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FTS Historical Interest Rate Risk Analysis

Welcome to the Historical Interest Rate Risk Analysis Module.  This module is designed to let you easily process the large amount of historical interest rate data that is continually updated on the Web.  Retrieval is automated so that you can perform statistical and graphical analysis of this data at any time from the convenience of your own PC.

First, the module is designed to let you observe the behavior of interest rates over time.

For example, the module lets you compute volatilities, and correlations among different maturities for daily, weekly and monthly data.  You can plot yield curves over time to observe how the shape changes.  This lets you assess to what degree important statistical phenomena such as mean reversion influences the dynamics of the yield curve and thus the volatility of the short versus long end rates.

You can also perform a principal components analysis on the historical yield curve data.  This lets users answer the question how many factors are required to describe the dynamics of the historical yield curves --- 1, 2 or more?  The answer to this type of question is important for interest rate risk management and for predicting the value of interest rate derivatives.

How Do I Get Started?

Step 1:  Select Monthly, Weekly or Daily for the interest rate data you want to examine. 

Step 2:  Click on the button titled "Get CMT Data."  This will retrieve the data automatically from the web for you.   Otherwise, you can enter your own data see the note below on Retrieving your own data from Excel.

Step 3:  Click on the button "Clean Data."  This is useful to routinely use but is most important if you are using daily data.

Step 4:  Click on the button "Process Data."  This will process the historical interest rate data.

Note:  Retrieving your own data from Excel

You can either automatically retrieve the data from US Federal Reserve Bank or you can use your own data.  To do the latter requires you set up a spreadsheet with titles in row 1, dates in column 1 (starting with row 2, row 3, etc.,), and yields to maturity by time to maturity across the remaining columns you want to use.  Next fill in the text boxes to tell the module where the titles are (usually row 1 but do not have to be), and where the yields to maturity by maturity are.  Finally, click on the button Find Excel Spreadsheet, identify the sheet with the data and click on Get Data from Excel to bring into the module.

Next click on the button Curve Analysis.  This will let you plot the history of how the yield curve has evolved since 1994 to current.  You are also encouraged to click on the Plot History and Animate button to see how the yield curve has shifted since 1994.   You can select to do this analysis using observed yield to maturities (which mixes T-bills and T-Notes and Bonds), estimated yield to maturities from the bootstrapped zero coupon bond curve, and finally the rates from the implied forward rate curve.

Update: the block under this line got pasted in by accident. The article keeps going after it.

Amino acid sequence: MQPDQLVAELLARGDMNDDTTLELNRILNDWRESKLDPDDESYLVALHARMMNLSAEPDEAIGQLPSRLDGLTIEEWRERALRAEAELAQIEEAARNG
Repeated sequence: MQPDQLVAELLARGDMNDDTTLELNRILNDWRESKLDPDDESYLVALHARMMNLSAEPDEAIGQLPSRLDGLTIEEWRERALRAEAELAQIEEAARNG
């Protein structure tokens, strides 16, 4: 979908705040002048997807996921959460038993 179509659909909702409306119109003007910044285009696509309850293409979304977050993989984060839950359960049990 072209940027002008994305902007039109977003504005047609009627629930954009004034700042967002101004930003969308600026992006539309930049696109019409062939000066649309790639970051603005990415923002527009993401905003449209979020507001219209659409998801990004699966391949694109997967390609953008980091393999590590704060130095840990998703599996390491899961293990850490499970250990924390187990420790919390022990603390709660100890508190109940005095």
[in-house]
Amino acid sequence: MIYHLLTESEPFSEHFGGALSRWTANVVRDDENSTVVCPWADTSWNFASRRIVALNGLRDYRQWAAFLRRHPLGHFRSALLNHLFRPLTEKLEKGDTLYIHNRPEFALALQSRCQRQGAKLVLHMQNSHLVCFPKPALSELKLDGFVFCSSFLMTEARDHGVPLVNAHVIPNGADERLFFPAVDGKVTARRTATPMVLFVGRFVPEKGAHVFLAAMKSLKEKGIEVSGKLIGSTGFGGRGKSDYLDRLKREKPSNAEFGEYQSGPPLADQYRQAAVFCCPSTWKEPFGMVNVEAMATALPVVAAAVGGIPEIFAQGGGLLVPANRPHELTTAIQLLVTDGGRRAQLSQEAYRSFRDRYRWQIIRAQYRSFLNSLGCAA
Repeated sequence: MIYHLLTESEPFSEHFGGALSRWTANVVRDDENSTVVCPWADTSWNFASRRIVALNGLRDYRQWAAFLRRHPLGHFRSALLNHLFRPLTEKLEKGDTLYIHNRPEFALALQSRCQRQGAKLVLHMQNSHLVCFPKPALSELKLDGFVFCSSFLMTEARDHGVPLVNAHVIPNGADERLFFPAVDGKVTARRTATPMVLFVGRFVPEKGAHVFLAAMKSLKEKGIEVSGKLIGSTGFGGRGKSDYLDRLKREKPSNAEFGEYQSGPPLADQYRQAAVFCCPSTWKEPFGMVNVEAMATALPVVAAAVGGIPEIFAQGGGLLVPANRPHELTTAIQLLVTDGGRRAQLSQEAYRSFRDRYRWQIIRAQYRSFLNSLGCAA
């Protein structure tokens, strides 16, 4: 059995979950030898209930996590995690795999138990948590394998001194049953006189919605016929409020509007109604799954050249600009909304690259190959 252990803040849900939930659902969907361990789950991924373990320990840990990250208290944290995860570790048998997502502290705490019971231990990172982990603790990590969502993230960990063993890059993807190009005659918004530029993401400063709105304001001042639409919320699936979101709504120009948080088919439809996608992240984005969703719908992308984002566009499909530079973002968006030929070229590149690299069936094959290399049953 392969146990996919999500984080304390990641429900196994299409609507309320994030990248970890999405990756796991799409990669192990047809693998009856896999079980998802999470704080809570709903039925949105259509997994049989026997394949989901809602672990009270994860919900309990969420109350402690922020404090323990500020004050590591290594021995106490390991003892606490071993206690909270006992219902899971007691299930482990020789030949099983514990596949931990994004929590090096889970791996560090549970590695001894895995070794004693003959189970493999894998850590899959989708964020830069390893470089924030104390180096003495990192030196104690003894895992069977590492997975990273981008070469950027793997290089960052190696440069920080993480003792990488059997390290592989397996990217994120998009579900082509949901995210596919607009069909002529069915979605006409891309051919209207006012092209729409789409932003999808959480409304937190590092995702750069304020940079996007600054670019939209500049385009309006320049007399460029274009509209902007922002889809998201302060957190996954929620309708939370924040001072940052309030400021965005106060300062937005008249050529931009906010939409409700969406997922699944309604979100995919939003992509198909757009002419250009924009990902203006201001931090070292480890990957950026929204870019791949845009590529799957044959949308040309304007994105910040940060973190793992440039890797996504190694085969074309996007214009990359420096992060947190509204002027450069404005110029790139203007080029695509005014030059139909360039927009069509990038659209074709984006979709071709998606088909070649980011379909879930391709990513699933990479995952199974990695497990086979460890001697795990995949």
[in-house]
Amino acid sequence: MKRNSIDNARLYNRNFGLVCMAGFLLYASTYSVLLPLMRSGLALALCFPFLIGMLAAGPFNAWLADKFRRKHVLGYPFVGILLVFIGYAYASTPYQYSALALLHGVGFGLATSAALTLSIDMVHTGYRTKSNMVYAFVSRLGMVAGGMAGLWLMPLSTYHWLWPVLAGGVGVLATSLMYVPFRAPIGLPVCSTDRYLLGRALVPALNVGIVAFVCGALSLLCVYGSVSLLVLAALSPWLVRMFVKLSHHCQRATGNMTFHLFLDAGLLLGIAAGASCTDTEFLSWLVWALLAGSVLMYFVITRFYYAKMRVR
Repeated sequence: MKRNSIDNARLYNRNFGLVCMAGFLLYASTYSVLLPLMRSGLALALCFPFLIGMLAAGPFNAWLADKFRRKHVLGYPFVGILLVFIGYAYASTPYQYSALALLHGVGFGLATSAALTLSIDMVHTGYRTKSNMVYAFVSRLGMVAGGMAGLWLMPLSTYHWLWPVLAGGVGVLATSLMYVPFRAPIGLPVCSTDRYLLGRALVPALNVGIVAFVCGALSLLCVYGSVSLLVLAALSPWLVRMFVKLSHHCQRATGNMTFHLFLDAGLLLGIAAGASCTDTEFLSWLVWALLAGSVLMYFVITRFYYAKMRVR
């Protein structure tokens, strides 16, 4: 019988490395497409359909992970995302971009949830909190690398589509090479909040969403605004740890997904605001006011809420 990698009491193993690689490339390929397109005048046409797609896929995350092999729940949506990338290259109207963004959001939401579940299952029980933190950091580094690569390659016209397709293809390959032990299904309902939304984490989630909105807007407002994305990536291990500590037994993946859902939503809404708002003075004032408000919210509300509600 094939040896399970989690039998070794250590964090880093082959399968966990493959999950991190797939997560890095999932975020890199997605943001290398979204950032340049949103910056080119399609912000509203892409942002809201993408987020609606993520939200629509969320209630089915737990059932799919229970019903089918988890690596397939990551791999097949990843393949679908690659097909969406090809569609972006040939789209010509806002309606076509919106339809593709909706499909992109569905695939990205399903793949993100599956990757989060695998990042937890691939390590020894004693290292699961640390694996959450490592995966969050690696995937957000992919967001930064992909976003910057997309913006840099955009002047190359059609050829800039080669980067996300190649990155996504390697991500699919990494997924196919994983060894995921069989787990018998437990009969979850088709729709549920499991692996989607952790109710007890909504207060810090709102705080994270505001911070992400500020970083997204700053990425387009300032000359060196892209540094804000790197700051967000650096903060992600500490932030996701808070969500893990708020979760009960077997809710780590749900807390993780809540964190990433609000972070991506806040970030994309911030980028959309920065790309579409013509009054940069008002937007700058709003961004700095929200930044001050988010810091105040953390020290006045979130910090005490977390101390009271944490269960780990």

You can then estimate the volatilities and correlations of the historical interest rate data.  Finally, the button PCA performs a principal component (i.e., Factor Analysis) on the yield curve.  This will allow you to observe how many factors (or dimensions) are required to describe how the yield curve shifts over time.  Usually, you will observe that three factors account for the majority of the yield curve (either spot curve or more naturally the forward curve) variance.

The first factor captures a "levels effect" that is an approximate parallel shift and the second and third are interpreted as slope and curvature factors.  This captures the fact that the yield curve tends to twist and changes shape over time.  An readable discussion of the interpretation and application of yield curve factors is provided by a study of the South African yield curve which you can read by clicking on Maitland. You can also relate back the interpretation of yield curve factors to the Nelson-Siegel approach to interpolation the yield curve from a subset of observable market prices (see the FTS Treasury Calculator Module).

Understanding how the yield curve changes shape over time is critical knowledge for any fixed income position manager.  As a result, the final two topics in the Interest Rate Risk module are designed to let you conduct back testing experiments using this module. 

Duration Backtest:  This lets you overlay a position on top of an existing liability (with a duration equal to 1-year, 3-year or 5-years) to eliminate the yield curve risk.  The module solves for the position (revealed by clicking on the View Position button) from the set of fixed income instruments you estimate the yield curve from.  It lets you test how well this overlay performs in terms of profits and realized errors.  You can also repeat this analysis by focussing on Convexity as opposed to Duration.

PCA Backtest:  This performs the same analysis but this time by exploiting either the first or first two factors that best describe the yield curve.  When two factors are used a solution may not always exist (in the sense of exactly matching the target durations 1, 3 or 5 years).

These two topics provide a real world introduction into managing interest rate risk by either using Duration/Convexity or using the first two empirically fitted dimensions that best describe the dynamics of the observed yield curve.


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